I have been working on a project for ACDC Constant LED driver with 1.2A, 36V specifications. While going through the internet, I found one of the circuit and couldn't understand the working the of the same. Few things I understood but I am not sure of those. Herein, I am attaching the PDF file I found.LED Driver

Another thing I was not able to understand is the how can change the circuit to work as per my specifications.

Can anyone help me understant the working of the same?


The LM358 is operating as a differential amplifier, with the feedback path going through D12, U2, U1, TX1, and the rectifiers and output filter. It modulates the primary such that the voltages at its two inputs are equal. The voltage at the left of R12 is lower than that at the right. The wiper of pot VR1 is adjustable between that lower voltage and the top of D13, which is 0.6 V higher. So U3A is comparing the voltage at the low side of the load to a voltage that decreases across R12 in direct proportion to the load current, plus an adjustable percentage of 0.6 V. Because R12 is 1 ohm, the math is simple; 0.6 V equates to 0.6 A, the max output current available if the pot is all the way to the left.

BTW, the pot pin numbers probably are incorrect. I don't know if this is a true standard, but it is ((very)) common practice for trimpots to be numbered like this:

1 - Counter-clockwise terminal

2 - Wiper

3 - Clockwise terminal

For this circuit you want the clockwise terminal connected to D13, so that turning the pot clockwise increases the output current.

  • \$\begingroup\$ As pointed by you that the maximum current that I can get through this is 0.6A. But supposing that I want to get to 1.2A, what components might I need to work / change to get to that? Should the transformer also be redigned as per the specificatiosn or just the passive component and diodes will be enough? \$\endgroup\$ – DodZi Mar 15 at 12:18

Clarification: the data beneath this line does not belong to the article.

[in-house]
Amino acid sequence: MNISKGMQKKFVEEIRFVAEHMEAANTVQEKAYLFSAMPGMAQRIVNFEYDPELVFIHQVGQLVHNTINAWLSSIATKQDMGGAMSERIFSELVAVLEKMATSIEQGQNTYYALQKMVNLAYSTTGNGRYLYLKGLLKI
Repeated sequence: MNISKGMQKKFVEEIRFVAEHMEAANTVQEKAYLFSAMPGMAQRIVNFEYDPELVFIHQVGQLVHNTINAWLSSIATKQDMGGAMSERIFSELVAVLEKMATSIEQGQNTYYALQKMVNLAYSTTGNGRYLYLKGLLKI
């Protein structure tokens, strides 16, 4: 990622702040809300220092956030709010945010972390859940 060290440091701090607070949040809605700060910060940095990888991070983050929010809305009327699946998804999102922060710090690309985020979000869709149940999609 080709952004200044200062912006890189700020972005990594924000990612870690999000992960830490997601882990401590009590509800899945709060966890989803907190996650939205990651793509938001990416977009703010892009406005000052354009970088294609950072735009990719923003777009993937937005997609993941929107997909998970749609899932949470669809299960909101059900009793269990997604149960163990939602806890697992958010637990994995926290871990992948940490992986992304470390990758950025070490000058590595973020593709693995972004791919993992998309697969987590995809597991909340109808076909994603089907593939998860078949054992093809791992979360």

• \$\begingroup\$ If I change the value of R12 to 0.5Ohms, will I be able to get 1.2A CC? \$\endgroup\$ – DodZi Mar 15 at 12:22
  • \$\begingroup\$ Maybe go for a smaller increase first, just to test the concept. Put a 10 ohm in parallel with R12 and see if the available current goes up 10% -ish. NOTE - Remote control power circuit design is dangerous. Update your will, and please do not burn down your house. \$\endgroup\$ – AnalogKid Mar 15 at 18:33
  • \$\begingroup\$ If not this, then what generally is the way to increase the current in such circuits? I have understood the primary side completely and found that nothing on that side can increase or decrease the current. Feedback from the secondary side is only responsible for this change. So, if for example someone in there circuit wants to increase the current, then whats the general approach? \$\endgroup\$ – DodZi Mar 15 at 19:16

It's pretty obvious how it works if you understand off-line switching power supplies, and if you don't then getting it working won't be so easy or safe.

Current reference voltage source and measurement resistance are D13 and R12 respectively, so maximum control current is Vf(D13)/R12.


Your Answer

By clicking “Post Your Answer”, you agree to our terms of service, privacy policy and cookie policy

Not the answer you're looking for? Browse other questions tagged or ask your own question.